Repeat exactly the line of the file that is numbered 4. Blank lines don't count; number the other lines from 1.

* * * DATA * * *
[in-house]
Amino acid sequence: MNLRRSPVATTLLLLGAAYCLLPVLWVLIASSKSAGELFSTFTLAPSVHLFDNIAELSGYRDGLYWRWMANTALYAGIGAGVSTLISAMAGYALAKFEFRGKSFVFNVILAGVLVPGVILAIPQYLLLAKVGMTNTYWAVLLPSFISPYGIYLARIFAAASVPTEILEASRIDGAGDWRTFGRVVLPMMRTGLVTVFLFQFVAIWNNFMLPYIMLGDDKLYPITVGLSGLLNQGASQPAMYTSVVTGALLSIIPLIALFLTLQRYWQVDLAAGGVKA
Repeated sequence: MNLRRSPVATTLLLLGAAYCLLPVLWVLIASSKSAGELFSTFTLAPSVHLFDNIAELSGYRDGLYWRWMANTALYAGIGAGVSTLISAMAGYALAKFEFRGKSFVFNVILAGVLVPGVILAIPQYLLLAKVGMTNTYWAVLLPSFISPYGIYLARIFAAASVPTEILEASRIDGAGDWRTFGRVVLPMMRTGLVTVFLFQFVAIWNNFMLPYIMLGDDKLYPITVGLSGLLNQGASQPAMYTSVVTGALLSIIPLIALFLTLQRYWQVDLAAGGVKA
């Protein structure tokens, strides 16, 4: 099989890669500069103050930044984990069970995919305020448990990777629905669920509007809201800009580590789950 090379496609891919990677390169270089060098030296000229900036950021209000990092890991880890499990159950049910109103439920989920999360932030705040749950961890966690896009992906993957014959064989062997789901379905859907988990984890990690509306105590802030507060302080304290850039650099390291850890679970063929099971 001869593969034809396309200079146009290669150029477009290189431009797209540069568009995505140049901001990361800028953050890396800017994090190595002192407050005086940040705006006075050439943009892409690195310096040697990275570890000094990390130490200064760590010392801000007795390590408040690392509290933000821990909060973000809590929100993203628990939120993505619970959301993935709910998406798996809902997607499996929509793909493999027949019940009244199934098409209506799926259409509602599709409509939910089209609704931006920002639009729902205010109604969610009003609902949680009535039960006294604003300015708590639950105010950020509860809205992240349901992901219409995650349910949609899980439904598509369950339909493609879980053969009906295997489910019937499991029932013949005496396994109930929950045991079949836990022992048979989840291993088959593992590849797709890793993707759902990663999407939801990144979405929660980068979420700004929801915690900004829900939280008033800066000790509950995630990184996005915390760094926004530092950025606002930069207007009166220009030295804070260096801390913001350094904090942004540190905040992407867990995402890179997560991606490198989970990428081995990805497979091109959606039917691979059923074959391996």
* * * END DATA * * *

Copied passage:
């Protein structure tokens, strides 16, 4: 099989890669500069103050930044984990069970995919305020448990990777629905669920509007809201800009580590789950 090379496609891919990677390169270089060098030296000229900036950021209000990092890991880890499990159950049910109103439920989920999360932030705040749950961890966690896009992906993957014959064989062997789901379905859907988990984890990690509306105590802030507060302080304290850039650099390291850890679970063929099971 001869593969034809396309200079146009290669150029477009290189431009797209540069568009995505140049901001990361800028953050890396800017994090190595002192407050005086940040705006006075050439943009892409690195310096040697990275570890000094990390130490200064760590010392801000007795390590408040690392509290933000821990909060973000809590929100993203628990939120993505619970959301993935709910998406798996809902997607499996929509793909493999027949019940009244199934098409209506799926259409509602599709409509939910089209609704931006920002639009729902205010109604969610009003609902949680009535039960006294604003300015708590639950105010950020509860809205992240349901992901219409995650349910949609899980439904598509369950339909493609879980053969009906295997489910019937499991029932013949005496396994109930929950045991079949836990022992048979989840291993088959593992590849797709890793993707759902990663999407939801990144979405929660980068979420700004929801915690900004829900939280008033800066000790509950995630990184996005915390760094926004530092950025606002930069207007009166220009030295804070260096801390913001350094904090942004540190905040992407867990995402890179997560991606490198989970990428081995990805497979091109959606039917691979059923074959391996």